The number of races per day varies, but typically it’s around at least nine or 10 races. There is typically a half-hour between races. The featured race of the day can often be found between the eighth and 10th race of the day.
The final race of the day is usually held around 6 p.m., depending on the schedule.
The “dark day” of the week, in which no races are held, is Tuesday.
The biggest races of the season are the Whitney Handicap, on Aug. 4, and the Travers Stakes, on Aug. 25. NYRA has the full calendar on its website.
There are also non-graded stakes races, and then allowance races, which are a more basic level of competition. There are then maiden races, which are for horses who have never started or won a race before; and then there are claiming races, in which the horses are for sale on the spot (but for serious buyers and breeders, not for fans — and the horses are bought before the race).
There are also races exclusive to horses of certain ages or genders, and there are races on both the grass course and the dirt course. There are also steeplechases, held on most Wednesdays or Thursdays.
HOW DO I BET? From the grandstand to the clubhouse and the backyard area, there are betting terminals everywhere. You’re never far from one.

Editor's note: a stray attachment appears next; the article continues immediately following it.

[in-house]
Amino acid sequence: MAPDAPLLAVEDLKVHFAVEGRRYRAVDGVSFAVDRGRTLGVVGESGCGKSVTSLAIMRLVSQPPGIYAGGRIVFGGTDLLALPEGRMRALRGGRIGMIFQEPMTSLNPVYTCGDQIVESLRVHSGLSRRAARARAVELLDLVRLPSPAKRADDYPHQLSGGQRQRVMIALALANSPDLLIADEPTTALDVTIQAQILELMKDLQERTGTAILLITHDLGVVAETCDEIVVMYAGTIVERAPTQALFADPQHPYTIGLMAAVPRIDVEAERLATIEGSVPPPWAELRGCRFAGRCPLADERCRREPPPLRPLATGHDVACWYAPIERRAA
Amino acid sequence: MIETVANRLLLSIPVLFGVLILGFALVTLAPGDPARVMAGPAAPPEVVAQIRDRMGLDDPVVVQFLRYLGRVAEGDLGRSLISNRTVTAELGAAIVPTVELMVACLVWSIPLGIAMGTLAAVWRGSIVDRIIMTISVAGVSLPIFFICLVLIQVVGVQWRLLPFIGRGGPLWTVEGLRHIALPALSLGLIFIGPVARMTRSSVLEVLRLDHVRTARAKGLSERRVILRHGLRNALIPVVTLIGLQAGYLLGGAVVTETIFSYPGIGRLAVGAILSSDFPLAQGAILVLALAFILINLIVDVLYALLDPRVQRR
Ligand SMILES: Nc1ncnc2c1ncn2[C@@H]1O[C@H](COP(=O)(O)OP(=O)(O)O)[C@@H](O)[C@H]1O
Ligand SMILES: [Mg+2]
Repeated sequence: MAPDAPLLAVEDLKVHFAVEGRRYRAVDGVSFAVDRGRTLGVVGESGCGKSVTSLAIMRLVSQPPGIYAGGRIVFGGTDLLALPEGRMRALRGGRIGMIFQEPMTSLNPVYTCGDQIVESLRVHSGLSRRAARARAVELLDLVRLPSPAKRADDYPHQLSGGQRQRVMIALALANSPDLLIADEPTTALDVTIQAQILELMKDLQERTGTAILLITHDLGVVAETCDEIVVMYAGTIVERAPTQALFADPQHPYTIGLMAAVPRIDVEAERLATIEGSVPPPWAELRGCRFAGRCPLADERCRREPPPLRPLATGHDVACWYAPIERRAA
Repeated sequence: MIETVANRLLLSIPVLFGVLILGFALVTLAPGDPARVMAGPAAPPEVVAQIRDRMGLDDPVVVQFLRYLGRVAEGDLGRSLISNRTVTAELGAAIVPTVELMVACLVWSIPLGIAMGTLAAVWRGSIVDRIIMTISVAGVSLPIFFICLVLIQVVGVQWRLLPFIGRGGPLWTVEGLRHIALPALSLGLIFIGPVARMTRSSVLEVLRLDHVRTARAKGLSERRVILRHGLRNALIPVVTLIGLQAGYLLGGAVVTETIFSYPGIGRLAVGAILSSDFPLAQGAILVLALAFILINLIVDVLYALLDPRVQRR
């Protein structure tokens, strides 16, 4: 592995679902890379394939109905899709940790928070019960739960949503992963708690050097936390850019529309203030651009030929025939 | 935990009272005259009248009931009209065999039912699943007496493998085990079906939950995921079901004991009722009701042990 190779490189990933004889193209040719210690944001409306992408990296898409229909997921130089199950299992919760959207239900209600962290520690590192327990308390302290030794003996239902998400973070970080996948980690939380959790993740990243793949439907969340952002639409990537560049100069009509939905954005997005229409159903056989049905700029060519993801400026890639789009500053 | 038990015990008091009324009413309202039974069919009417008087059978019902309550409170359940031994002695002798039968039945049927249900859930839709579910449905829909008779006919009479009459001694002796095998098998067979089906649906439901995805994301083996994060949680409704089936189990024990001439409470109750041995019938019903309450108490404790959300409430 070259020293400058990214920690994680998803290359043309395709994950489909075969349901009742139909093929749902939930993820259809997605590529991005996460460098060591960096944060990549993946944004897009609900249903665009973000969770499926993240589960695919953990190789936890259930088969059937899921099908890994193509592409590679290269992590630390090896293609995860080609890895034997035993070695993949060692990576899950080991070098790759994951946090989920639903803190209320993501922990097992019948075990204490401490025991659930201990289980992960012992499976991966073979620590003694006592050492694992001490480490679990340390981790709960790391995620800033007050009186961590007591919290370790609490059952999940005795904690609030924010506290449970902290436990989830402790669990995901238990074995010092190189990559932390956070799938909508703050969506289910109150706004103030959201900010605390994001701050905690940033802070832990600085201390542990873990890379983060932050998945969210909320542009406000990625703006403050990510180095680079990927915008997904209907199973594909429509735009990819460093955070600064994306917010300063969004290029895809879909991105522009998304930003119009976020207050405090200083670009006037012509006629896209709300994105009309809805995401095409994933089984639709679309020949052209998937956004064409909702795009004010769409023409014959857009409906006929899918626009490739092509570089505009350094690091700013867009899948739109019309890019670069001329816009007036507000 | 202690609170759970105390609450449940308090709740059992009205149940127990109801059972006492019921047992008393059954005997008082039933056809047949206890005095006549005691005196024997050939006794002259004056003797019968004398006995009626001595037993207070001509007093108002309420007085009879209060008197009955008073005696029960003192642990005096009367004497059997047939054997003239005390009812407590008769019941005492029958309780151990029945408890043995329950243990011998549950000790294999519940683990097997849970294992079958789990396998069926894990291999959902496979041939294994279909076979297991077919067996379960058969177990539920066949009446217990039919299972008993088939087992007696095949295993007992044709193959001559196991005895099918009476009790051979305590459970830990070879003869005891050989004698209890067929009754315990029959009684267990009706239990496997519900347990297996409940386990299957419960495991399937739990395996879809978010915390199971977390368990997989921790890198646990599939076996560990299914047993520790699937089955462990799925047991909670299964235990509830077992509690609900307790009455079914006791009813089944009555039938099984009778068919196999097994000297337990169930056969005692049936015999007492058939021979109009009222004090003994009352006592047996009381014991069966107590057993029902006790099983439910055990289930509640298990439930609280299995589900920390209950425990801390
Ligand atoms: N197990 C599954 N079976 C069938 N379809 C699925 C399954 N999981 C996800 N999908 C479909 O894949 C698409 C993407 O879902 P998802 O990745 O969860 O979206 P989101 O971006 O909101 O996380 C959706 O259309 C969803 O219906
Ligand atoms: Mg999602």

If you prefer to avoid the betting windows, NYRA also has its own NYRA Bets app which allows you to bet from home or on a mobile device. You have to open an account and link a bank account to it to use the app.
Once you’re at the betting window, there are easy ways to wager on races. We won’t cover the more complicated ways, like boxes, here.
First, say the amount of money you’re wagering. Then the bet type. Then the horse’s number. For example, “Two dollars to win on No. 3.” If the bet isn’t for the next race, note which race you’re betting on. There are approximately 30 minutes in between races.
There are different kinds of bets you can make. You can make a simple bet on the horse that will win, place (first or second place) or show (first, second or third place). This is the best option for a novice bettor. Making a place or a show bet increases the odds that you’ll win money on a race, but lessens the amount of money you’ll win.
There are also bets called exotics, for more seasoned players. These include exactas and trifectas — in which you are trying to pick the first two or three horses in for one race, respectively — or daily doubles and pick-threes to pick-sixes, in which you’re trying to correctly pick a consecutive number of winners.
If you would like more assistance, or for any logistic or strategical questions, the NYRA Bets squad is on hand to help with the basics. They have multiple kiosks set up throughout the track. NYRA also has programming on closed-circuit TV and regular television with expert handicappers who will tell you their picks.
Betting, of course, is a lucrative business for NYRA. The on-track handle -- how much money is bet by people at the track -- has surpassed $150 million per season in each of the last four years, and five of the last six years. The on-track handle for the Travers Stakes alone has been $10 million or higher every year since 2013.
- Saratoga umbrella (Aug. 6)
- Saratoga blanket (Aug. 20)
- Saratoga windbreaker (Sept. 2)
Of course, all giveaways are while supplies last.